I was actually thinking of comparing it to the way people drive and I still think it is an appropriate analogy. Most people do not consider the ramifications when they drive recklessly, but we still license them and as you say, it's not a constitutionally protected right. We still hold those people accountable for their actions whether or not they understood the consequences of their actions because they should have. Same goes with firearms. Anyone carrying a firearm should train and be up to date with the legalities of doing so, but regardless of whether they do/are, they are still responsible for their actions.

    I know some civilians that take the responsibility very seriously, and some that do not. A one time course is not going to make much difference there. It is a perishable skill. It must constantly be practiced. Even if it was a requirement to repeat the course every so often, how often is enough? You're still not going to change the mentality of a person that doesn't head to the range on a regular basis or read up on their own.

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  • ArmyVet
    replied
    Originally posted by CruiserClass View Post
    Article 5.
    Fair point. Thanks! However, I still disagree that the second amendment when it was written was intended to be amended over time. In fact, I think they counted it as one of the basic rights of a free nation. That's why it was number two and part of the Bill of Rights.

    Leave a comment:


  • CruiserClass
    replied
    Originally posted by ArmyVet View Post
    Where does it say that it was intended to be amended over time?
    Article 5.

    Leave a comment:


  • Che
    replied
    Originally posted by wilaw View Post
    I'm curious about other LE's opinion. In regard to deadly force In a hostile situation untrained people ...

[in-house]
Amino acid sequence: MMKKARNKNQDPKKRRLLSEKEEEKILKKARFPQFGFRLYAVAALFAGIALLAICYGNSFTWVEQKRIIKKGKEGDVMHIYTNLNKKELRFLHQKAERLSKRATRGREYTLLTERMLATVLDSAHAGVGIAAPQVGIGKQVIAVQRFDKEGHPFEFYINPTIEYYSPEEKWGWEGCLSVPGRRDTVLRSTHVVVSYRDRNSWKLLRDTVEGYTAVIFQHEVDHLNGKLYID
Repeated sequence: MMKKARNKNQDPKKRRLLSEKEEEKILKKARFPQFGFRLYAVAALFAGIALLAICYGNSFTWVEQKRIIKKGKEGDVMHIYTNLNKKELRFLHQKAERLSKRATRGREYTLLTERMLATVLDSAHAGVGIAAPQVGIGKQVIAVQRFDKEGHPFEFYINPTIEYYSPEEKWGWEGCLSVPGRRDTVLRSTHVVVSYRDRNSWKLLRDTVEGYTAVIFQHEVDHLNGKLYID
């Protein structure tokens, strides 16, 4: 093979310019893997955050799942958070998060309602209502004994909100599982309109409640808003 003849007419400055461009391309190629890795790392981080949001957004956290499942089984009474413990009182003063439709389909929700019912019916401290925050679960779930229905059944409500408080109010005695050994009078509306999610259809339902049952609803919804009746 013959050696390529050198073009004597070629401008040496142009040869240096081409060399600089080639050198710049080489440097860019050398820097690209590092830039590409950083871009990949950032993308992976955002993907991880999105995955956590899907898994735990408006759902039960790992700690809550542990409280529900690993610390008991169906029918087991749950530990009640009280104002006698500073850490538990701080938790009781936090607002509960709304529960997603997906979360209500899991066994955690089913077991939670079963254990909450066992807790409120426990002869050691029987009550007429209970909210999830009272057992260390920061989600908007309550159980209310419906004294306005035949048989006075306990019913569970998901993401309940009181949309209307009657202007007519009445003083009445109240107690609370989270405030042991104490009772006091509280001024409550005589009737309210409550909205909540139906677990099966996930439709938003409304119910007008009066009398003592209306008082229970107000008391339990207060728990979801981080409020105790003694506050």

I must be old but my grandparents fought off Indians and banditos in their teens with no training. In the old days more people were familar with firearms and I distrust civilians with firearms but that is JMHO. (another story for another time)

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  • allen_gamble
    replied
    Originally posted by GreenLine View Post

    Still, they're exercising a right guaranteed by the Constitution. So if they follow the law, they're exercising their personal freedoms. I guess I just wish some of them took the potential consequences of exercising those freedoms a bit more seriously.

    Some states require as little as a 10-hour course, which to me doesn't really cut it.
    You put it better than I did. I'm tempted to compare it to people driving a car without ever learning how. However, driving a car is not a constitutionally protected right, so I guess the analogy is dead in the water there. We can wish all we want that people would take carrying a gun seriously and train, but some of them never will.

    Leave a comment:


  • tanksoldier
    replied
    Originally posted by So Fla Cop View Post
    Correct. Rookies, for the most part, won't be conducting hostage rescue. .
    What do you call it when you respond to a DV and he puts a gun to her head?

    When you walk into the 7-11 and there's a robbery in progress, and the perp is holding the clerk at gunpoint?

    Both are hostage situations anybody can face without warning.

    Leave a comment:


  • Country_Jim
    replied
    When I draw my firearm I am thinking as well as reacting. If I couldn't do the two simultaneously there would be a couple of people dead that didn't need to be. Would I have been legally justified in those two instances? Yes, however legally and morally are sometimes not the same.

    As far a the Second Amendment being intended to be amended as society changes, I respectfully disagree. If you review the process to amend the U.S. Constitution, and keep in mind that it has only been amended twenty-seven times, I think you will find that our nation's founders made amending the Constitution nearly impossible for a reason.

    Stay safe.

    Leave a comment: